Choosing an Antarctic Expedition: Part 1
Joshua Holko – Go to Part 2
Over the last six plus years I have been fortunate to travel and photograph in Antarctica more times than I can easily recall. As a polar specialist, my photographic travels to the great white continent have given me great insight into what works and what doesn’t in terms of clothing, equipment, and accessories. But perhaps more importantly it has provided me very significant insight into the things you should know and consider before you make the decision to join any photographic expedition to Antarctica. If you like, this is perhaps a guide to choosing and planning your Antarctic expedition. It is an unabashed and unbiased look at the real facts of Antarctic travel and it contains information about the realities of Antarctic travel that expedition companies simply will not readily divulge… and if they do, their words will be selective to suit their sales needs. In short, this information is critical to your Antarctic experience and as such you would be well served to allow these insights to guide your decision making process. Before we begin however, while I will make every effort to stick strictly to the facts based on my own experiences, it’s prudent that you keep in mind that the expedition industry is a dynamic and fluid environment. You should also keep in mind that photography is the first and foremost consideration in these articles. With that said, let’s deal with the biggest decision you’ll need to make once you’ve decided you want to photograph in Antarctica:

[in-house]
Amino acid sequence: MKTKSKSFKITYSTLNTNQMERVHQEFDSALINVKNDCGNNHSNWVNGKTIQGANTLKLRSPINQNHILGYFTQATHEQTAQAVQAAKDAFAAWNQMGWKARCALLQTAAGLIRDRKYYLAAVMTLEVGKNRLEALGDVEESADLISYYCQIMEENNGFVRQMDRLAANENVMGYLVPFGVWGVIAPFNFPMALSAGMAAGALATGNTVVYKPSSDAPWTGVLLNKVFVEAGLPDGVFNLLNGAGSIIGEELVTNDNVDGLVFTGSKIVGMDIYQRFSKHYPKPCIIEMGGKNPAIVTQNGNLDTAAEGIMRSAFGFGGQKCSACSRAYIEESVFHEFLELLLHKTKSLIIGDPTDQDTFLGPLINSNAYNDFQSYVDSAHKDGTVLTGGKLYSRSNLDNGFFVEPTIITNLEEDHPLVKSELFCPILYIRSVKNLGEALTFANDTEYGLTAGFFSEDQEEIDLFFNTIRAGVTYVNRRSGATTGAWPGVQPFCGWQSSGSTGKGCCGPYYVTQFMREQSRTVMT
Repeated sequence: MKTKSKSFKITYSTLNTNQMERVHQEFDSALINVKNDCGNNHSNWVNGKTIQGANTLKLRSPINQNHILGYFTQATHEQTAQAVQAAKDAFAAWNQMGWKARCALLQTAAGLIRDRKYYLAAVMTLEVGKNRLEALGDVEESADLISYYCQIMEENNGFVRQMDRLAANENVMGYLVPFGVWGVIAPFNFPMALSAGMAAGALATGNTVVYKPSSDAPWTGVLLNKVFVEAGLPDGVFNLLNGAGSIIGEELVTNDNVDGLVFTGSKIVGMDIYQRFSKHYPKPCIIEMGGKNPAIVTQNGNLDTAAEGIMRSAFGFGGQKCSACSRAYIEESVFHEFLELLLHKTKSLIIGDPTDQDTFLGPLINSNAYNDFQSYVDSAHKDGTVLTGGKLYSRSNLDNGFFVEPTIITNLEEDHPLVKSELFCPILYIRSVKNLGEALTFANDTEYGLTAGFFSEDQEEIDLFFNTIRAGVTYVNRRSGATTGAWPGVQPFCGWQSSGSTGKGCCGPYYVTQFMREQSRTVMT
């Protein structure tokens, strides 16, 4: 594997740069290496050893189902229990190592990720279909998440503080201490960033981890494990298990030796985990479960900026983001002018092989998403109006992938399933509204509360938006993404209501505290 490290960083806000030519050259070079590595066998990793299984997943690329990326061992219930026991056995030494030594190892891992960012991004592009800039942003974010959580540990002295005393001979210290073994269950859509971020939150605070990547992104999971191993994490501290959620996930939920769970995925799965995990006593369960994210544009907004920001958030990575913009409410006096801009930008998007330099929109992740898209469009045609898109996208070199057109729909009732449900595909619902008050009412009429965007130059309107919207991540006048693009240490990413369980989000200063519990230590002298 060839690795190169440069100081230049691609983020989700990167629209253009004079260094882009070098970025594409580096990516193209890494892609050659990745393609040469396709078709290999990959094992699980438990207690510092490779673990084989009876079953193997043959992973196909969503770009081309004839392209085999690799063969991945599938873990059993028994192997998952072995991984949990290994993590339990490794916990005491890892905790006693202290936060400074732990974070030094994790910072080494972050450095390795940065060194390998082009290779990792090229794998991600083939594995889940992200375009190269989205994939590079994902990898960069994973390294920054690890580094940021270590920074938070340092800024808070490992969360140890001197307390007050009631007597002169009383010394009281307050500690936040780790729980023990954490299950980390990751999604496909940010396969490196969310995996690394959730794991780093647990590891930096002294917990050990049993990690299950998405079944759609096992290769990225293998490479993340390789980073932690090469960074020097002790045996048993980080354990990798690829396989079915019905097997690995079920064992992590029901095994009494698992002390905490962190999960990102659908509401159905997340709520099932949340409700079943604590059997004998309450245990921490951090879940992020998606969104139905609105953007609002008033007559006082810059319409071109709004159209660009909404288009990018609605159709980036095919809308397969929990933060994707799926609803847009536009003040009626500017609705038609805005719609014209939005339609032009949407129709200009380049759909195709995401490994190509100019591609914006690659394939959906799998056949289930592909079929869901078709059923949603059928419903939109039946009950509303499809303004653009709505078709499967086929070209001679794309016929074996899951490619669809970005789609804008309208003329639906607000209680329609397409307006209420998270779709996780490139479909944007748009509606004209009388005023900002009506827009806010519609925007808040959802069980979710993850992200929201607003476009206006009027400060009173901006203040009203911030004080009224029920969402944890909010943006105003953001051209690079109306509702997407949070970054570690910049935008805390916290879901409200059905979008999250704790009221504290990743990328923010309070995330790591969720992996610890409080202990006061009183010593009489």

Should you sail or fly?
Irrespective of your decision, you will almost certainly have to get yourself to either Ushuaia or Punta Arenas at the bottom of South America (Note: there are expeditions that depart from New Zealand and Tasmania but both are sail only options that require a considerable investment in time).
Ushuaia is located at the bottom of Argentina and Punta Arenas at the bottom of Chile. From here, the decision to fly or sail to Antarctica will have a very significant impact on both your wallet and your overall experience. Speaking frankly, nothing puts fear into people like the thought of being violently sea sick for days at a time in huge swells as you bob like a cork across the Drake Passage (i.e. the narrow stretch of water between South America and Antarctica). It is one of the wildest stretches of ocean in the world and its fearsome reputation has become legendary amongst mariners and land lubbers alike.
So, what about flying instead?
Here is my take on the option of flying to Antarctica after having both flown and sailed on countless occasions. Firstly, lets deal with the truth about the infamous Drake Passage. On average, the Drake takes approximately two days to cross via ship from the tip of South America to the tip of the Antarctic peninsula at a speed of approximately 10–11 knots.
Vessels under sail will take longer depending on prevailing winds and faster ships will obviously take less time. Currents, winds and weather all throw an additional variability into the travel time mix. Whilst the Drake can be a roller coaster ride with huge waves thirty feet or more (Drake Shake), it can also be equally calm with only very minor swells (Drake Lake). In truth, when I look back at the many expeditions I have completed over the last few years I have experienced as much ‘Drake Lake’ as ‘Drake Shake.’ In fact, I would say, on average, that the seas have been quite moderate most of the time. I don’t want to lead you astray with my experiences as the Drake’s fearsome reputation is well earned and the Drake is to be respected above all.
However, you shouldn’t fear a Drake crossing even if you are prone to seasickness. All the expedition ships are equipped with Doctors who are equipped with significant quantities of the very latest sea sickness medications. The key is to medicate before you start to feel sick. With proper medication before the onset of sea sickness even a rough Drake crossing can be enjoyable. The good news is, once you arrive in Antarctica the seas are significantly calmer and you can expect any sea sickness you might have experienced to quickly subside and disappear.